We have used the first half? The first 2/3? of Americas energy endowment. Wind and solar are viable and mature technologies but a world run on renewable tech will look very different than today’s world. Instead of the natural conservative response to this situation being…well, ‘conservation’ we are eager to drill more holes and pull out every last hydrocarbon molecule hiding near the source rock, which is what we are doing with the shale oil and gas technology. We are feeding our faces with our seed corn resources, Republicans and Democrats alike, not worrying about being able to pay the bill, or what we will build the future with. Basically, the American Dream has been predicated on high quality, inexpensive natural resources, particularly fossil energy. Given the natural resource reality of the world – and our nation at present – we need to send some of the great thinkers in this room into a sweat lodge on a Vision Quest!

Finally, before I am booed off the stage, let me bring up what, as conservatives, we should be caring about and shouting about and being active about way more than Hillary Clinton and the democrats. Eleven score and seven years ago, our Constitution came into being. It was a fresh set of guidelines for a new country, full of open lands and resources, bright and independent spirits, and people yearning to be free. Our Constitution came much later than the Magna Carta, which came much later than the 10 Commandments, which came much much later than the Code of Hammurabi, the first known document dealing with rules and principles for humans to get along with other humans. Nowhere in any of these great historical documents is any language that protects the future, other species, other generations, or our common ecosystems. At the dawn of the agricultural revolution, human beings, our pets and our livestock comprised less than 1/10 of 1% of terrestrial biomass. Now we are over 98%! We are losing animal and insect species faster than any time of our planets history. 40% of insects – gone in last 40 years. Since I’ve been alive, we now have 50% fewer wild animals than when I was born. What a terrible thing to state at a convention where we should be celebrating our values and our accomplishments. And these facts do not even factor in the impacts to oceans and ecosystems from the additional carbon we are putting in the air from the burning of our fossil wealth.

Most of our own people deny or downplay this is happening, because it requires difficult choices, bold thinking, sacrifice and creativity. Can we rally around those traits, or instead be led by fear, apathy and ignorance? For, my fellow republicans and citizens of this great nation, that is what it comes down to. We face unprecedented challenges, to growth, to safety, to our environment, our children and to our future. Instead of leading by example, sharing, caring, going the extra mile to help our neighbor, and tightening our belts, we have become complacent, surly, and occasionally violent, expecting that if only the “other people” will change their ways that things will get back to the way they were. I have news for you my friends who are alive with me at this wondrous and perilous time. There’s an intermediate step if we want to make America great again. We first have to Make America Good.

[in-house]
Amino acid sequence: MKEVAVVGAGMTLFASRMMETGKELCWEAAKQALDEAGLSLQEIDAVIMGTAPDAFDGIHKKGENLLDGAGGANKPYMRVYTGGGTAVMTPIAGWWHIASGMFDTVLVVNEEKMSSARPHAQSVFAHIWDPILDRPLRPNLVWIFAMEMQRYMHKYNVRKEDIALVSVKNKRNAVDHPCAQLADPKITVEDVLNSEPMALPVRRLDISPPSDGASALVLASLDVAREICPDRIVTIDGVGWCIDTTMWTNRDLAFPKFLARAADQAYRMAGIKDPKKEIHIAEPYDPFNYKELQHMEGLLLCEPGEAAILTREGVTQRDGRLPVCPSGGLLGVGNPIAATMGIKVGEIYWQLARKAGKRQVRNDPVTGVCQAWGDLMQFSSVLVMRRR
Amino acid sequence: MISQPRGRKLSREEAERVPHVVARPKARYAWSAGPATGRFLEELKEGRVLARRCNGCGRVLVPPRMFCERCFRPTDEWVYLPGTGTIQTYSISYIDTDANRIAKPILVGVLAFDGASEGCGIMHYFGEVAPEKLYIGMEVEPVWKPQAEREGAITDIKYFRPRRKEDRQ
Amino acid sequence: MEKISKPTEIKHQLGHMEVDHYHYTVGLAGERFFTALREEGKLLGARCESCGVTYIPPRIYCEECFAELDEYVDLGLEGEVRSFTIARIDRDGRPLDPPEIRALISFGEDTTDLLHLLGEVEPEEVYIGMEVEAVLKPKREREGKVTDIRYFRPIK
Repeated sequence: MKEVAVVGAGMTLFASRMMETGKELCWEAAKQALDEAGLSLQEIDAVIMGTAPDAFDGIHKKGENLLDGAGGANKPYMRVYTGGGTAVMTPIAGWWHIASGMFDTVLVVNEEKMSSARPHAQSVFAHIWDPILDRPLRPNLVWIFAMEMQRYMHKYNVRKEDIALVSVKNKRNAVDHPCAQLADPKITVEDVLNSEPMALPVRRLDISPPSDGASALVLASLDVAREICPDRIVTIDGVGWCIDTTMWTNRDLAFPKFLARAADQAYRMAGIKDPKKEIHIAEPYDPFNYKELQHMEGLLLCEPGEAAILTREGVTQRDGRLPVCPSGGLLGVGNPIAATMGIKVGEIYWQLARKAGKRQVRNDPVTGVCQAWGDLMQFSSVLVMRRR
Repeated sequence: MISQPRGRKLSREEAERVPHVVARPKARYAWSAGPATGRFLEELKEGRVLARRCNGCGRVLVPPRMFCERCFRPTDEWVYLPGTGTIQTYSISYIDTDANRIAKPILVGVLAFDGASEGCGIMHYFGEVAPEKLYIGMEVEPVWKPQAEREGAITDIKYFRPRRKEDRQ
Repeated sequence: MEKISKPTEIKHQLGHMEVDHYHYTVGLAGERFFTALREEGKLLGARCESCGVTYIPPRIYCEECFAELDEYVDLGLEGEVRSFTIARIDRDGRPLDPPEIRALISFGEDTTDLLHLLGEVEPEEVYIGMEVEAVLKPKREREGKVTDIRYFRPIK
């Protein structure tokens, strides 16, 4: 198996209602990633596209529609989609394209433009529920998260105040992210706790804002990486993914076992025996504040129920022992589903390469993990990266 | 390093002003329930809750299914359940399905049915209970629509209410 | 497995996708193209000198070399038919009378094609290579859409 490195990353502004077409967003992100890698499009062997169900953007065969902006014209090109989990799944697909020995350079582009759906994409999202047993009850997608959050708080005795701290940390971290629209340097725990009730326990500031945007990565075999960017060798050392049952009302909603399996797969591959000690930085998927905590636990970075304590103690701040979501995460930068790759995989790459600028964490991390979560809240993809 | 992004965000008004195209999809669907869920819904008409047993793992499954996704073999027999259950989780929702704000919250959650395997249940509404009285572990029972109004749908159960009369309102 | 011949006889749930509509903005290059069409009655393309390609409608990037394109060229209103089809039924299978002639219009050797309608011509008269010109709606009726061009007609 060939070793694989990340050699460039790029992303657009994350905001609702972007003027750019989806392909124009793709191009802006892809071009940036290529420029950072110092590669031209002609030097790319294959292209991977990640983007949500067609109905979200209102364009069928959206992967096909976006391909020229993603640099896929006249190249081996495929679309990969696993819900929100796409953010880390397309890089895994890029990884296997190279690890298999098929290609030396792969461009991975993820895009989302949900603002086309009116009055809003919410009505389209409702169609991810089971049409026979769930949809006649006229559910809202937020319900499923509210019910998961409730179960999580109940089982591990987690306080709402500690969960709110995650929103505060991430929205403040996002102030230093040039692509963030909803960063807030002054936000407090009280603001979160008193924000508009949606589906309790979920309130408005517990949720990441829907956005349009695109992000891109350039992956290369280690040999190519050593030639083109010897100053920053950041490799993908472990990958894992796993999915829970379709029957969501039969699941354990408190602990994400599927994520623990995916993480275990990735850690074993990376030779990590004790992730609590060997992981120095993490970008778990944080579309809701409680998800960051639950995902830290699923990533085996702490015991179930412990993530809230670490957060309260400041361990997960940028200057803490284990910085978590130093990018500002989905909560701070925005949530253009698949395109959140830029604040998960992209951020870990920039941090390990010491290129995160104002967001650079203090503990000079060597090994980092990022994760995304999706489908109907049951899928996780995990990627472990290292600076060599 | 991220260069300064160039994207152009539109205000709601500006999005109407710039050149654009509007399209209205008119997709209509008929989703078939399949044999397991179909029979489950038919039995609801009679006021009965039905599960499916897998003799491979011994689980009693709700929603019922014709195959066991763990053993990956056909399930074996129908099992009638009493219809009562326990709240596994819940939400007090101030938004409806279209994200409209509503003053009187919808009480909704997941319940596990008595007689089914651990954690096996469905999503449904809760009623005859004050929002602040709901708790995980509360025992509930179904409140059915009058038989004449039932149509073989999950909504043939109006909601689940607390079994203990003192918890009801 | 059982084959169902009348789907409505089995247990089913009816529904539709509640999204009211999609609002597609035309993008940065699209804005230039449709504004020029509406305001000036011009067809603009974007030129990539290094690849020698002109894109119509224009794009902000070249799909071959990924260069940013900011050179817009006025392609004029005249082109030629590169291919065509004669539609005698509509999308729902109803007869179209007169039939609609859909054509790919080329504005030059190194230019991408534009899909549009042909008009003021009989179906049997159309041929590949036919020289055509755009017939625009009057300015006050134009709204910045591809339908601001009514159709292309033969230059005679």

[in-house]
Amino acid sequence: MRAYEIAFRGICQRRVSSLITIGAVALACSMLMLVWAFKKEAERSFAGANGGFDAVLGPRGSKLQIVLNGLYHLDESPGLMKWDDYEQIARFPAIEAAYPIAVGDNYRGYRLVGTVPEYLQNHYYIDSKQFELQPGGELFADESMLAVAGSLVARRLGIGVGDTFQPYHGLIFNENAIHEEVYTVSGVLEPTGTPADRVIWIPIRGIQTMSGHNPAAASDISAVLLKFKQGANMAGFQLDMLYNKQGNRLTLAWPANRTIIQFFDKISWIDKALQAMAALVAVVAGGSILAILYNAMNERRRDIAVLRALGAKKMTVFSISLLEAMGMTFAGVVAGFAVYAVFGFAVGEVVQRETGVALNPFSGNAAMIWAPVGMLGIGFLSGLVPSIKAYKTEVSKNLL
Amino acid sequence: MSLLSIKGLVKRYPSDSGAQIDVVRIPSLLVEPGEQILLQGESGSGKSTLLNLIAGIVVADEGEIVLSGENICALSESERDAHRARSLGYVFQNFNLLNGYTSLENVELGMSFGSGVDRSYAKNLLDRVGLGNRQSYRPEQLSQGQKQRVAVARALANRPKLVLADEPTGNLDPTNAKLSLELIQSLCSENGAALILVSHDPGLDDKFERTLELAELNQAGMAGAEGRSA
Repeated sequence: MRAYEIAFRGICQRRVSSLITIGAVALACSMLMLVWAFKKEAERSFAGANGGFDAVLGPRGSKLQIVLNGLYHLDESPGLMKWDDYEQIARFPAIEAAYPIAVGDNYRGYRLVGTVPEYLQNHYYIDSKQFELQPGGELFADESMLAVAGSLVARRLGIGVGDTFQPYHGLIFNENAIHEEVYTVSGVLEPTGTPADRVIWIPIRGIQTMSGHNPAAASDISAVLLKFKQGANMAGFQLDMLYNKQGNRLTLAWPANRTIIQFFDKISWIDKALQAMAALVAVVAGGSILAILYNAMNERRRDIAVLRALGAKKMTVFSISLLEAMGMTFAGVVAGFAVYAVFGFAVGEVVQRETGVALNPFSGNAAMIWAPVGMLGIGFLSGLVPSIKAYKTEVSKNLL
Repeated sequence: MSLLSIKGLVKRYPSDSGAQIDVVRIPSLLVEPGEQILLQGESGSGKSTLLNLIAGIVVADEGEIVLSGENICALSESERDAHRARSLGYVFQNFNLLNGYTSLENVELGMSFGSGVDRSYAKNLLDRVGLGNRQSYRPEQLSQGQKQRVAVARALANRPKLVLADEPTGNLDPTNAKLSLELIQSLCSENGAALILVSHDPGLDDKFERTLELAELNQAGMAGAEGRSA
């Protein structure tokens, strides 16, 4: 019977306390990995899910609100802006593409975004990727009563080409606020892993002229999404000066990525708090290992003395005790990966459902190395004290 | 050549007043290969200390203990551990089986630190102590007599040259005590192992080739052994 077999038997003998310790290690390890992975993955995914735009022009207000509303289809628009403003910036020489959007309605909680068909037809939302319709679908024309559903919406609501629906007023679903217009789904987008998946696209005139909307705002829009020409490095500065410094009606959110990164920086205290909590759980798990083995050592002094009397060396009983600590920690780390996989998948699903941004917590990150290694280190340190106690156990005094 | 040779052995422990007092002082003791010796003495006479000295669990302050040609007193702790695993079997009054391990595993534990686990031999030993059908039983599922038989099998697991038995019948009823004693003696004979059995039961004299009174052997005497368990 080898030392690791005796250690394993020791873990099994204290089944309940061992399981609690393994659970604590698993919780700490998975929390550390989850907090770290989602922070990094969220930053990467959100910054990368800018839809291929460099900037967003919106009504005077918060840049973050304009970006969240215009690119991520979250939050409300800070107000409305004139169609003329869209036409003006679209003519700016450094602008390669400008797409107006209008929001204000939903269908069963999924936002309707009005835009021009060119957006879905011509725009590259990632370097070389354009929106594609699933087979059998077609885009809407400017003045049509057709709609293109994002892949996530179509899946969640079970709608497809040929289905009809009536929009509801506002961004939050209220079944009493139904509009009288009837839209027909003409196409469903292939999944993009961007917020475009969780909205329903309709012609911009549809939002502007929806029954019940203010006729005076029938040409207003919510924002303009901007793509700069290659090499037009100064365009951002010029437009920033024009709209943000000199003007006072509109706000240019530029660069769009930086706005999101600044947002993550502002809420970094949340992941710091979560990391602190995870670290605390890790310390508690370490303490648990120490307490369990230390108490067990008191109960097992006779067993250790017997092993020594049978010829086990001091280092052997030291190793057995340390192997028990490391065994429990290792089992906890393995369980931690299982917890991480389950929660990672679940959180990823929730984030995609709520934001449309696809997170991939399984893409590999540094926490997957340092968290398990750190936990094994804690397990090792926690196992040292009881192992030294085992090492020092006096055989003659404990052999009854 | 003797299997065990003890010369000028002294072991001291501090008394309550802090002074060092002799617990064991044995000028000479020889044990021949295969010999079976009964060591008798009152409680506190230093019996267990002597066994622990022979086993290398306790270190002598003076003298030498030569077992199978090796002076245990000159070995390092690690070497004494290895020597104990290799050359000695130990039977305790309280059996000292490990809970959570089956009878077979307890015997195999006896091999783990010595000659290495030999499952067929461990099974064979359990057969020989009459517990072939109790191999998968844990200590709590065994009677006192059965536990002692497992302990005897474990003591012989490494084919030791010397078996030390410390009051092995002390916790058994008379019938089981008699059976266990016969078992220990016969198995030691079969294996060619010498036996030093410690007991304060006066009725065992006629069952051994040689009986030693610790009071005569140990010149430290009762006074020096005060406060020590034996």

In 5 months Obama will no longer be President, something many of you have been waiting for, for a long time. But whether Mr. Trump or Mrs. Clinton wins, their job will primarily be to put out short-term fires (and in the process create new longer term ones). Real change in the next 4 years will not come from a new president but from a new outlook, new ethic and new strength of our citizenry. We cannot see this clearly yet, our gut tells us this is so. Vote for whoever you want to in November. But then come home and be the change you want to see in your homes, in your cities, at your jobs and with your families. Games over gadgets, nature over neglect, family over Facebook, conservation over consumption.

Lets Make America Good.


One portion of the population doesn’t believe there is a problem and therefore sees no need to change their lifestyles.

Another portion is vaguely aware of a problem but prefers not to think about it nor possible changes to their lifestyles.

Another portion believes overshoot is real but thinks others need to change their lifestyles first.

Another portion thinks we have a problem but it is not caused by humans so there is no need to change.

Another portion thinks everything is in the hands of God so there is no need to change.

Another portion thinks they’ve already done enough by recycling, buying a new fuel-efficient car, and reusing grocery bags.

Another portion believes renewable energy, carbon capture, and other technologies will prevent them from having to change.

Another portion understands the problem but decided not to change because they do not believe their sacrifices will make a difference.

The balance of the population thinks it’s too late to do anything and therefore see no need to change.

The only thing everyone agrees on is that there is no need to change.

We Are So Fucked.